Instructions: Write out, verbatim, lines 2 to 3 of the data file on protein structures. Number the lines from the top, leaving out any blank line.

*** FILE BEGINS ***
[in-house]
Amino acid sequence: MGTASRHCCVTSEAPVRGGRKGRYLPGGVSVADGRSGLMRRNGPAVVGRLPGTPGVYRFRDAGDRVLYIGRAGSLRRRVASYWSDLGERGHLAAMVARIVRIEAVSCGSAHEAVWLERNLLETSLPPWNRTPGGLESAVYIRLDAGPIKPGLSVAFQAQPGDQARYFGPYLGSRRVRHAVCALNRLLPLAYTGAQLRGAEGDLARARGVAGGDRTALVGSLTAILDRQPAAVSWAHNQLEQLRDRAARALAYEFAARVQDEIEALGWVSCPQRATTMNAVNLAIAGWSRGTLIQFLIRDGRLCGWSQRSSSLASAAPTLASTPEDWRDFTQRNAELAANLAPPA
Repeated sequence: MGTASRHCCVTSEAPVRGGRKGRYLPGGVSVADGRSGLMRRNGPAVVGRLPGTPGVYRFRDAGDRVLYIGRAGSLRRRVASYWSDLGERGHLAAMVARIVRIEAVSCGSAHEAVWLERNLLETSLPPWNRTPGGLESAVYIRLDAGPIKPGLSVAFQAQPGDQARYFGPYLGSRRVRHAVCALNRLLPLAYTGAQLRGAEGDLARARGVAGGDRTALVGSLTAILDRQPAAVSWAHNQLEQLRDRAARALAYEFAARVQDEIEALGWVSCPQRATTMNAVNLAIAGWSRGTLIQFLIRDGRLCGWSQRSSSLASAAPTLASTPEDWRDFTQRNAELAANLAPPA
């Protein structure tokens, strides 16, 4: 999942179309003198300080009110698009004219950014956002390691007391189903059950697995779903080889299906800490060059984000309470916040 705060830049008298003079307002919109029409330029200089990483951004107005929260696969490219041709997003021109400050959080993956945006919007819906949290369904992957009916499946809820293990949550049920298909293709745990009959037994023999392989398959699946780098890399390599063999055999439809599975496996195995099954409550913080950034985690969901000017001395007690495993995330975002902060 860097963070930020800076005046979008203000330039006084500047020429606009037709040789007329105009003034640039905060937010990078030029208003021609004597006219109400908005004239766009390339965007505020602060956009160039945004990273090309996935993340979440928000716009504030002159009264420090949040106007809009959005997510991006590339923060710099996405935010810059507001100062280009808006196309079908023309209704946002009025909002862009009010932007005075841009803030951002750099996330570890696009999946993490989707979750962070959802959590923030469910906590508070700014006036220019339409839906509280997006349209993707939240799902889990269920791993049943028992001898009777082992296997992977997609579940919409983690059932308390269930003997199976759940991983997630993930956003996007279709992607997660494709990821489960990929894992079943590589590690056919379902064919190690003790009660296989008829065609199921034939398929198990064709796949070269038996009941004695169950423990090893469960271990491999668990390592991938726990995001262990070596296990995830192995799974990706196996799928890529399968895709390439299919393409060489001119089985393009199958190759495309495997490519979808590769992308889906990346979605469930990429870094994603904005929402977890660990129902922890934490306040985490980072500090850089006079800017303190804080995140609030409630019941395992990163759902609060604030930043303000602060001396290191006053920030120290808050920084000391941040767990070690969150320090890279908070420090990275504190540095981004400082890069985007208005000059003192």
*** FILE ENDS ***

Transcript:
Amino acid sequence: MGTASRHCCVTSEAPVRGGRKGRYLPGGVSVADGRSGLMRRNGPAVVGRLPGTPGVYRFRDAGDRVLYIGRAGSLRRRVASYWSDLGERGHLAAMVARIVRIEAVSCGSAHEAVWLERNLLETSLPPWNRTPGGLESAVYIRLDAGPIKPGLSVAFQAQPGDQARYFGPYLGSRRVRHAVCALNRLLPLAYTGAQLRGAEGDLARARGVAGGDRTALVGSLTAILDRQPAAVSWAHNQLEQLRDRAARALAYEFAARVQDEIEALGWVSCPQRATTMNAVNLAIAGWSRGTLIQFLIRDGRLCGWSQRSSSLASAAPTLASTPEDWRDFTQRNAELAANLAPPA
Repeated sequence: MGTASRHCCVTSEAPVRGGRKGRYLPGGVSVADGRSGLMRRNGPAVVGRLPGTPGVYRFRDAGDRVLYIGRAGSLRRRVASYWSDLGERGHLAAMVARIVRIEAVSCGSAHEAVWLERNLLETSLPPWNRTPGGLESAVYIRLDAGPIKPGLSVAFQAQPGDQARYFGPYLGSRRVRHAVCALNRLLPLAYTGAQLRGAEGDLARARGVAGGDRTALVGSLTAILDRQPAAVSWAHNQLEQLRDRAARALAYEFAARVQDEIEALGWVSCPQRATTMNAVNLAIAGWSRGTLIQFLIRDGRLCGWSQRSSSLASAAPTLASTPEDWRDFTQRNAELAANLAPPA